What a mockery!

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Today it was announced that A-level and GCSE students in England would be guaranteed to achieve a grade which was no lower than their ‘mock’ grade.

This begs a number of questions. Firstly, how accurate is a mock grade? Many of us have heard countless times the expression “it’s only the mocks”. As one Newcastle 18-year-old who is waiting for A level results tomorrow said:

“Mocks aren’t meant to be used like final exams, no one revises for mocks like the actual A-levels. Mocks are used as a method to find what you’re weakest at so you can improve: they shouldn’t be used instead of exams.”    

There is a real concern here about fairness. As expressed by a concerned parent in the North East: “it penalises people who have always shone at the last minute.”

I spoke to an experienced teacher in Newcastle who told me: “I think basing the exam result on mock exams which took place in January/ February is not a true reflection of the students’ ability and the result they may have obtained. Typically, our students would go up at least one grade between mock and real exams (looking at results of the past three years).”

Secondly, how do mock exams work across different schools? The truth is that systems and processes vary. At the time of setting up the mock exams it was generally not envisioned that we would be in the position of comparing these results now, as it was widely assumed that exams would take place as normal.

No public examinations took place this year due to the ongoing Covid-19 situation. Instead grades were initially determined by teacher assessment based on previous work, coursework and so on. Students and parents were assured that this was the system.

It was later announced that grades would be subject to moderation, determined by an algorithm which took account of students’ past results, the school’s history of results and predicted grades. How does this system work for schools that have recently made improvements?

A recent report featured Elroy Cahill, headteacher of Kingsley Academy, Hounslow, a school which has made recent rapid progress, who said:

“We’re a different school from two to three years ago, but those children will now be stuck with the outcomes that the school has had historically…It’s just awful.”

Earlier this week it was reported that in Scotland 124,000 students were downgraded as a result of the moderation process. This amounts to around 25 per cent of the students. Additionally, it was reported that students from poorer backgrounds were penalised the most, and by a considerable amount. This led to student protests with placards portraying messages like ‘Judge my work, not my postcode’ and ‘Stop the postcode lottery’.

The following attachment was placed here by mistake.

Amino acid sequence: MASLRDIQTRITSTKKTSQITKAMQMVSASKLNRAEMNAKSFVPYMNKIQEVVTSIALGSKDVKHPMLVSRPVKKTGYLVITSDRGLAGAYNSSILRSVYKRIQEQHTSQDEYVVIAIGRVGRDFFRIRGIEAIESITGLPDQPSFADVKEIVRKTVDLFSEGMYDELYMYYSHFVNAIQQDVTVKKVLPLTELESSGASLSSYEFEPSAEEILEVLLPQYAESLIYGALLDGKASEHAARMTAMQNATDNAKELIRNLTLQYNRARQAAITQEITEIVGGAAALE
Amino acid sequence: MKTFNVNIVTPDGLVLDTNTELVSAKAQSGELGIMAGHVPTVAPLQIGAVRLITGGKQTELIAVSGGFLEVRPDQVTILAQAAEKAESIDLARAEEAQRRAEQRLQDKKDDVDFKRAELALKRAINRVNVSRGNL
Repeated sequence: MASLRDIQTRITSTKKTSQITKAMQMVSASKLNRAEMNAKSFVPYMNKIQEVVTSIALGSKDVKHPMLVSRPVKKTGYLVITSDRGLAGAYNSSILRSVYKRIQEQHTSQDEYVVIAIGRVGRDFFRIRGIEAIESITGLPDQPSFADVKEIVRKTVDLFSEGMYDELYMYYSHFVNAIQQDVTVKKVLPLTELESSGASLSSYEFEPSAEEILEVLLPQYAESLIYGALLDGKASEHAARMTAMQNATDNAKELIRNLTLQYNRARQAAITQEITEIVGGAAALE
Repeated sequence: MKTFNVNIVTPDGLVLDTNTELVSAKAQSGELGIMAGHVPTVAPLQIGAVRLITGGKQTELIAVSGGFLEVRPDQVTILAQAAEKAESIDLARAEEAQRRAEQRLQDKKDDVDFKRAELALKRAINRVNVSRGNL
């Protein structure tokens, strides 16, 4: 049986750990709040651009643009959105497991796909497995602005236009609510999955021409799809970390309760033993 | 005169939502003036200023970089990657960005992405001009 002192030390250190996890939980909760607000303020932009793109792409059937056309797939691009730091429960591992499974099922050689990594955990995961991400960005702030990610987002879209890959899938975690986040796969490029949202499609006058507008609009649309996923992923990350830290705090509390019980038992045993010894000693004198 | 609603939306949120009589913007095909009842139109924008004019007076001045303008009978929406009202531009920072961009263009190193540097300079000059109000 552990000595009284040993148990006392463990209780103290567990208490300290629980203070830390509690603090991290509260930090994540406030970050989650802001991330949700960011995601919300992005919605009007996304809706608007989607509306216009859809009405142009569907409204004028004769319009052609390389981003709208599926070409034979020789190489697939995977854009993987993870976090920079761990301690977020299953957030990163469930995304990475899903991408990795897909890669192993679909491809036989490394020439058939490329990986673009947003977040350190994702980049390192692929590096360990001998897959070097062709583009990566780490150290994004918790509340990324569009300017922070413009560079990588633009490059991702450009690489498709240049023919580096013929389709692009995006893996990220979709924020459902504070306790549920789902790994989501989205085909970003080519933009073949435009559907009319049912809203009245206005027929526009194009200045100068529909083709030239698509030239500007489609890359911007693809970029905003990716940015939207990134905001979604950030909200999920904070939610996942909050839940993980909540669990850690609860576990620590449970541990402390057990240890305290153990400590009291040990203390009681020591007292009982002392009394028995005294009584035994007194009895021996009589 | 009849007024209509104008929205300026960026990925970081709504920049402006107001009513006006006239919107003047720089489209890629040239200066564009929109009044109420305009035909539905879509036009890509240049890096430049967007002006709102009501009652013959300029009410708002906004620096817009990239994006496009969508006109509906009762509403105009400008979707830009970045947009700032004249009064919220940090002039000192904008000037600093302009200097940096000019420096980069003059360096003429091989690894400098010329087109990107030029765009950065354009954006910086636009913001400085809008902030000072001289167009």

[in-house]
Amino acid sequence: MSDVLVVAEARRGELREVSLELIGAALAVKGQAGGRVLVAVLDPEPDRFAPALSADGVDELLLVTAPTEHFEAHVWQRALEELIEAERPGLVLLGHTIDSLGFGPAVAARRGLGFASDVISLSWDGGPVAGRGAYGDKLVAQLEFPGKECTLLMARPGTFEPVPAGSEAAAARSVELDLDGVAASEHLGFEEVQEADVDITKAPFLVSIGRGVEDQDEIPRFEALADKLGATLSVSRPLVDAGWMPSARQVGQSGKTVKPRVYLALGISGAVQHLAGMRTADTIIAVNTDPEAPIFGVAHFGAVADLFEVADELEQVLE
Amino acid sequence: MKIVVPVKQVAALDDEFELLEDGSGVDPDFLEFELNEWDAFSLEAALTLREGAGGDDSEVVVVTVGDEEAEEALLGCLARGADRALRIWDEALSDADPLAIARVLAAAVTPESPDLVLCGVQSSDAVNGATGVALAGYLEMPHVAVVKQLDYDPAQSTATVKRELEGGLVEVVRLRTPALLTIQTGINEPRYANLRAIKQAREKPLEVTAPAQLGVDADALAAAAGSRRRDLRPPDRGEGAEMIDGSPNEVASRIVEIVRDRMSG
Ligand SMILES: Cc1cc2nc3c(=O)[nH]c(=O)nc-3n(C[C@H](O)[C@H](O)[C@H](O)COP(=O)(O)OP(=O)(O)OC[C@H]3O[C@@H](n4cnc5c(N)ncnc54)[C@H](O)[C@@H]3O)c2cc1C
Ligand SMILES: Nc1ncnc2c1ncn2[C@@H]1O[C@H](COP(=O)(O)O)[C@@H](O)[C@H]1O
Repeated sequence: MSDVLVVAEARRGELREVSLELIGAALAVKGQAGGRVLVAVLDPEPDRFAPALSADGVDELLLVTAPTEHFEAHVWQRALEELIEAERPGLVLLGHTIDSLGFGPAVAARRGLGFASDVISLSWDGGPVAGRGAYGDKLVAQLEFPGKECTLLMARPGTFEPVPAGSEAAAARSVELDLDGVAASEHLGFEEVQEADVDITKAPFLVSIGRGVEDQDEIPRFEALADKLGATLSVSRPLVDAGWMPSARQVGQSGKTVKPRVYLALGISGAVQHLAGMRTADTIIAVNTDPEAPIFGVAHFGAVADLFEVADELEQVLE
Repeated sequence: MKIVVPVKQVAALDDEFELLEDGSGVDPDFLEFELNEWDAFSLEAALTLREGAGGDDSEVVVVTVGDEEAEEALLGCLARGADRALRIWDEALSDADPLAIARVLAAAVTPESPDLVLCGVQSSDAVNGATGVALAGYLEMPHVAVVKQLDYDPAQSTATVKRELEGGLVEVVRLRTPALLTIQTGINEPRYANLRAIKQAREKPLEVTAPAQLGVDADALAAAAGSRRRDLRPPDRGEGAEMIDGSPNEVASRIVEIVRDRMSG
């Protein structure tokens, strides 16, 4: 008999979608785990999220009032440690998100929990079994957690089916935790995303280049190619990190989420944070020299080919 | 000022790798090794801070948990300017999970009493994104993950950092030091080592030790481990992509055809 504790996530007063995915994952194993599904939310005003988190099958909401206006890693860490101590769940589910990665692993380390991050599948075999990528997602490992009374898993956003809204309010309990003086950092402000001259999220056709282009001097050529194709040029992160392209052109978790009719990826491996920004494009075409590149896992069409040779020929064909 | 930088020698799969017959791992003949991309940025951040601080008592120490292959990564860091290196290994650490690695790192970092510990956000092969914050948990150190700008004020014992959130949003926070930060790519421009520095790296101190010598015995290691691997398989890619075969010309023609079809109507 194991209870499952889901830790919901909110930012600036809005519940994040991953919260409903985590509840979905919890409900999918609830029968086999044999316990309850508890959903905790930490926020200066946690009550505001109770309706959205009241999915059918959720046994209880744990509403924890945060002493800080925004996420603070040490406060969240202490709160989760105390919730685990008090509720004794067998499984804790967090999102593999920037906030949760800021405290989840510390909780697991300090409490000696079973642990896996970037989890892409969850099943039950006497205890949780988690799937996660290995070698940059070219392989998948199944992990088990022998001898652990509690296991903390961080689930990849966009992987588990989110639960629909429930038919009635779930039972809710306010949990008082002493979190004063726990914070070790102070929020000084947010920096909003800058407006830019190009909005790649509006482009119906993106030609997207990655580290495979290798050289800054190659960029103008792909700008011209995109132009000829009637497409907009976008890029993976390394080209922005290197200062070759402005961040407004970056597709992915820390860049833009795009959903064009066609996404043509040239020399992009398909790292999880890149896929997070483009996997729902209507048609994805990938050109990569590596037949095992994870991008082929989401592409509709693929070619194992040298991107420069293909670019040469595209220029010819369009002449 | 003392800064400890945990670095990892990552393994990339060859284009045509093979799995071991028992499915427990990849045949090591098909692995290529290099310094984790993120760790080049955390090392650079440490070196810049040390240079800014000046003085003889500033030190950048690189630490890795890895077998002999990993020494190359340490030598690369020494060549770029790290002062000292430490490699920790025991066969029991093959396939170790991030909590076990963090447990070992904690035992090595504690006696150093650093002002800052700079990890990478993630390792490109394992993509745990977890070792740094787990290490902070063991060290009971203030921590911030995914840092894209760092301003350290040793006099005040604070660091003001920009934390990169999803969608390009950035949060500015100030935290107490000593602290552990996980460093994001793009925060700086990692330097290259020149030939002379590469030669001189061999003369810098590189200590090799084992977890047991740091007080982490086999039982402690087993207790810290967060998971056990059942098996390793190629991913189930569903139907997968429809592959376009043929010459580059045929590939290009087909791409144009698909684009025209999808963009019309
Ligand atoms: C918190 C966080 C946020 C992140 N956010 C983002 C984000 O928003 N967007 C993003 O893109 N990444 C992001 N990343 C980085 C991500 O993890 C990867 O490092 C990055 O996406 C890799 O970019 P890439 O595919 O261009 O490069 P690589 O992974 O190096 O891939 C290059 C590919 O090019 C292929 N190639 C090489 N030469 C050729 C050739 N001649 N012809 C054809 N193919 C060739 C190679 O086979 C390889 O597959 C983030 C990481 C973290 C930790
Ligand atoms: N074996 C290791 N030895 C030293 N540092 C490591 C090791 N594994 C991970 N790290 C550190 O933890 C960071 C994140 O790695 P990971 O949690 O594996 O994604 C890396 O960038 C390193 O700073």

Nicola Sturgeon, First Minister of Scotland apologised to the Country on Monday and assured people that there would be a review.

Today John Swinney, Education Minister for Scotland announced a reversal. He told MSPs: “Using powers available to me in the Education (Scotland) Act 1996, I am today directing the SQA (Scottish Qualifications Authority) to reissue those awards based solely on teacher or lecturer judgement.”

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In England, with A-level students due to receive their grades tomorrow, it has been shown that almost 40 per cent of grades would be downgraded using Ofqual (Office of Qualifications and Examinations Regulation)’s algorithm and data.

Today we heard about changes in England. It was announced that ‘A-level and GCSE students in England are being promised their final results will be no lower than their mock exams.’ The Department for Education (England) have described something known as a ‘triple lock’: the best grade out of their mock exam, their estimated grade and an optional exam taken in the autumn will be used as the student’s actual exam grade.

As yet we have not seen any detail as to how this will work. Exams in the autumn? As one local parent pointed out: “’if you don’t like it, plan to resit in autumn’ is inadequate when a big question mark hangs over autumn resits anyway.”

What should the Westminster government do next? A local A-level student had this to say:

“If there are enough complaints about the calculated grades then do what Scotland did for the Scottish Highers.”

Another student who studies at Newcastle University and who completed his A-levels two years ago added:” Whatever happens, these kids have been failed massively. Many will arrive at uni without feeling any sense of achievement, because they will always be the Covid-19 cohort. If it was me, I just know I wouldn’t feel like I got there on merit. Combine that with online lectures, limited socialising (which is critical for people moving away from home) and I think you’re looking at a mental health catastrophe.”

It is indeed a worrying time for students, parents and teachers. Surely this is a time when we have a national need for calmness, reassurance, and support for our young people? Maybe it is also a time for trusting our professionals? In the words of a Newcastle teacher:

“As a teacher, I feel the exam board and the government, again, are not treating us as professionals whose judgement can be trusted. It is extremely frustrating and disappointing! What was the point of asking us if they’re going to then alter (lower, let’s be honest!) the grades we took great pains in awarding?”

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